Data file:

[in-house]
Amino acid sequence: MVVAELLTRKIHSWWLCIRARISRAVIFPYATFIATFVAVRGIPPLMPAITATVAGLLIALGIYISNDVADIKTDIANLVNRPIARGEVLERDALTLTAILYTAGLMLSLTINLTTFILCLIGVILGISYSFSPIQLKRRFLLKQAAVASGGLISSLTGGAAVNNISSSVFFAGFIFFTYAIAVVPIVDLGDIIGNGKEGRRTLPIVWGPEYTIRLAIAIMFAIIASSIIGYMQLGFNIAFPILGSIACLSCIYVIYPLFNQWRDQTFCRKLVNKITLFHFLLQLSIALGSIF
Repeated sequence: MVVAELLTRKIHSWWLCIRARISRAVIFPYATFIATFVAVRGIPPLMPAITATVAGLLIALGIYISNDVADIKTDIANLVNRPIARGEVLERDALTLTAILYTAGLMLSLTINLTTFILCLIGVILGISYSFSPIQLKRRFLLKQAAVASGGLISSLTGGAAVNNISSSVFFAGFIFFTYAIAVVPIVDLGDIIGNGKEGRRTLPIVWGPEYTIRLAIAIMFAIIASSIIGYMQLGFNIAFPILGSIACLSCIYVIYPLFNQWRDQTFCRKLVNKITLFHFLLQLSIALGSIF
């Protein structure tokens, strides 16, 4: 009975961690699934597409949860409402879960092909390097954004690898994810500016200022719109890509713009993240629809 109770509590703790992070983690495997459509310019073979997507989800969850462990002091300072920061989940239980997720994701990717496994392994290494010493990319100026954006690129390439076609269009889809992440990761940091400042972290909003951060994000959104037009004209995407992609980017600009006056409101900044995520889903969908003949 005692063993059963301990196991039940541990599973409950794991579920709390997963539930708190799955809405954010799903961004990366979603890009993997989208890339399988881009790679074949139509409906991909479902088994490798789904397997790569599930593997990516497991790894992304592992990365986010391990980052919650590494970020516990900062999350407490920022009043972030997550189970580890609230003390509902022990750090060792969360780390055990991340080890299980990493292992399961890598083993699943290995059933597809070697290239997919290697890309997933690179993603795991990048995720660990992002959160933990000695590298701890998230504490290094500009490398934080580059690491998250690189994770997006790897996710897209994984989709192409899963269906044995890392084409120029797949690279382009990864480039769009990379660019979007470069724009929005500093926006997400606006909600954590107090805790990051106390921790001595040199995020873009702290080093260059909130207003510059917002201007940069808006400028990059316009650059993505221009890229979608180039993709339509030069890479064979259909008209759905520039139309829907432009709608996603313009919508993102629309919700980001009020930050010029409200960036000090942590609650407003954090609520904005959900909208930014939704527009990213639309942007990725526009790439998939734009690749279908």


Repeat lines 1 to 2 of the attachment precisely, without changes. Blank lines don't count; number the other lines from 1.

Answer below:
[in-house]
Amino acid sequence: MVVAELLTRKIHSWWLCIRARISRAVIFPYATFIATFVAVRGIPPLMPAITATVAGLLIALGIYISNDVADIKTDIANLVNRPIARGEVLERDALTLTAILYTAGLMLSLTINLTTFILCLIGVILGISYSFSPIQLKRRFLLKQAAVASGGLISSLTGGAAVNNISSSVFFAGFIFFTYAIAVVPIVDLGDIIGNGKEGRRTLPIVWGPEYTIRLAIAIMFAIIASSIIGYMQLGFNIAFPILGSIACLSCIYVIYPLFNQWRDQTFCRKLVNKITLFHFLLQLSIALGSIF